1.On December 25, 1981, alledged members of the Shining Path took Anastacio Taquiri Huaccachi, and his youngest son, Sergio Victor Gonzales Taquiri, from their home in Putaccasa, the Sacsamarca district, and province of Huanca Sancos in Ayacucho. The two people were beaten and asked to give information about a person who was considered strange. As a result, names of friends and family members were given randomly. Then, the Shining Path would search those people, torture them, and in some circumstances they would kill them.



2.In April of 1987, in the town of Putuccasa, the province of Huancasancos, Ayacucho, the Shining Path removed all settlers from their homes and took them to the square of the community with the intention to kill them. The Shining Path accused the villagers of having fed the military who visited the town. While the Shining Path began murdering some people, about twenty villagers managed to escape. Upon returning to their village the next morning, they found their houses burned, and six villagers were dead in the center of the square. Among the victims, was Hector Cayampi’s mother, the man in the picture, Antonia Garcia Anchahua.

3. In October 1988, in the village of Sacsamarca, the district of Sacsamarca, the mayor of the community falsely accused Cirineo Alvarez Yarcuri as being subversive, and arbitrarily the military personnel detained him. He was transferred to the military base in Huancasancos where he was tortured, beaten, stripped, and plunged into a container that contained icy water. After ten days, Cyrene was released.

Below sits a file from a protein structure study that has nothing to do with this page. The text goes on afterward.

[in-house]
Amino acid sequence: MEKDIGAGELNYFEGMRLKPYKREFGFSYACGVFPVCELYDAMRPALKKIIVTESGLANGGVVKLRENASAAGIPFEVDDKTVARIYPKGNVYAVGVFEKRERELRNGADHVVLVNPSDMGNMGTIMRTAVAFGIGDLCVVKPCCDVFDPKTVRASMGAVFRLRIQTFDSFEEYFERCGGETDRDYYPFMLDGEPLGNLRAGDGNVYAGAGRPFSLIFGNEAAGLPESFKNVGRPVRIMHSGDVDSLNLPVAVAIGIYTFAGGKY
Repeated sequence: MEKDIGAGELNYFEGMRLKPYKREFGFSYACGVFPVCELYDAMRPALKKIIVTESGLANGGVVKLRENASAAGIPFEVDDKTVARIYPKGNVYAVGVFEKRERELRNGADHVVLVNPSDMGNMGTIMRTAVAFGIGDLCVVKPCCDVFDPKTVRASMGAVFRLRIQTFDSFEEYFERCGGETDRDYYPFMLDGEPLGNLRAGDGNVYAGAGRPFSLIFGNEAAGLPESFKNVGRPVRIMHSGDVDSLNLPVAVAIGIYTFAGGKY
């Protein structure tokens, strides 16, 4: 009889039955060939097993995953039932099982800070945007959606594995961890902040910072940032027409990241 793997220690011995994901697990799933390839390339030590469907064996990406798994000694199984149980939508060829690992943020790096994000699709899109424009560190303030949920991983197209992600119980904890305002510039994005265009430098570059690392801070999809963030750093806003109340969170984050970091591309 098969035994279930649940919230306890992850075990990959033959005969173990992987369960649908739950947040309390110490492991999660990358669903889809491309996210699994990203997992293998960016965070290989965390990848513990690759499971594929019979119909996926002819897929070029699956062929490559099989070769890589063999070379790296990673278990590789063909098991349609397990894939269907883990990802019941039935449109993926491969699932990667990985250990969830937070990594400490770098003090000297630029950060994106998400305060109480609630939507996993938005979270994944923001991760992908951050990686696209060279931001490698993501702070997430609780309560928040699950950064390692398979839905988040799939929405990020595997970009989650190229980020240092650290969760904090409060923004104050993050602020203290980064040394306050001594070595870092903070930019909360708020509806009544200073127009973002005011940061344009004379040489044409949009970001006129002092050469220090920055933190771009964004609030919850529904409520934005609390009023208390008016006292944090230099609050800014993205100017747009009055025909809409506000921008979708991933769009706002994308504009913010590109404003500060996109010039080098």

4. On January 24, 1990, Victor Raul Bautista Huaccachi, and his father, Thomas Bautista Ochoa, accompanied by his uncle, Leandro Auccasi, went in the direction of Chacralla, Aucará district, the province of Lucanas, Ayacucho, to trade their products. On the way, the alleged Shining Path intercepted them. The three men were killed. Although twenty-six years have passed since the incident happened, their bodies were never found, and they remain as missing until today.

5. In June of 1994, Armando Taquiri Gonzales, who served as lieutenant governor of Putaccasa, Huanca Sancos, province of Ayacucho, was coming back from a trip. On the way, the soldiers from the base of Huanca Sancos, who were intoxicated, abducted Armando and tortured him.

Posted By Daniel Prelipcian (Peru)

Posted Jul 20th, 2016


  • Allegra Brandon

    July 21, 2016


    Hi Daniel- these stories were so sad to read, but they are particularly fascinating for me to read about. I spent almost 3 months in Peru last year, and I never once heard about the murders, disappearances, and the Sendero Luminoso, when obviously this is a huge part of Peru’s history and is an ongoing fight against the government. This awful history and these stories should be heard, so thank you for educating us about the topic.

  • Laura Stateler

    July 22, 2016


    It is great to hear from you Daniel! This was a very informational blog…crazy to think that not much is known about the 70,000 lives that were lost over this period. Very heartbreaking to read, but I am glad you are able to shed light on it